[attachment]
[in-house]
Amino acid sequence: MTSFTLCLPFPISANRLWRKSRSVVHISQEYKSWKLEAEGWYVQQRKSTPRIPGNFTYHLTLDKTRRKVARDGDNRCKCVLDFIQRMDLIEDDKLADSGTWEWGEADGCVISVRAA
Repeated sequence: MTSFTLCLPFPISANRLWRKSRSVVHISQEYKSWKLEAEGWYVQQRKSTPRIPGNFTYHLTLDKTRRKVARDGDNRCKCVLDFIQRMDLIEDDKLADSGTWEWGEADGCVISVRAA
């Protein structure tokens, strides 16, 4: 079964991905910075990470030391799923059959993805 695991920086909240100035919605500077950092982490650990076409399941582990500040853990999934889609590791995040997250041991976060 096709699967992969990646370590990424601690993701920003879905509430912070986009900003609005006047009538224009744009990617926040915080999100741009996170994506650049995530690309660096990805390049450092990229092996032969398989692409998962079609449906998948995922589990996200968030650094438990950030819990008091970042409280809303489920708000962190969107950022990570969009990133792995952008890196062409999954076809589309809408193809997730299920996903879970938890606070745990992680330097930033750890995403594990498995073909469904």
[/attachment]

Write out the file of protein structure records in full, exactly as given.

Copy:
[in-house]
Amino acid sequence: MTSFTLCLPFPISANRLWRKSRSVVHISQEYKSWKLEAEGWYVQQRKSTPRIPGNFTYHLTLDKTRRKVARDGDNRCKCVLDFIQRMDLIEDDKLADSGTWEWGEADGCVISVRAA
Repeated sequence: MTSFTLCLPFPISANRLWRKSRSVVHISQEYKSWKLEAEGWYVQQRKSTPRIPGNFTYHLTLDKTRRKVARDGDNRCKCVLDFIQRMDLIEDDKLADSGTWEWGEADGCVISVRAA
């Protein structure tokens, strides 16, 4: 079964991905910075990470030391799923059959993805 695991920086909240100035919605500077950092982490650990076409399941582990500040853990999934889609590791995040997250041991976060 096709699967992969990646370590990424601690993701920003879905509430912070986009900003609005006047009538224009744009990617926040915080999100741009996170994506650049995530690309660096990805390049450092990229092996032969398989692409998962079609449906998948995922589990996200968030650094438990950030819990008091970042409280809303489920708000962190969107950022990570969009990133792995952008890196062409999954076809589309809408193809997730299920996903879970938890606070745990992680330097930033750890995403594990498995073909469904």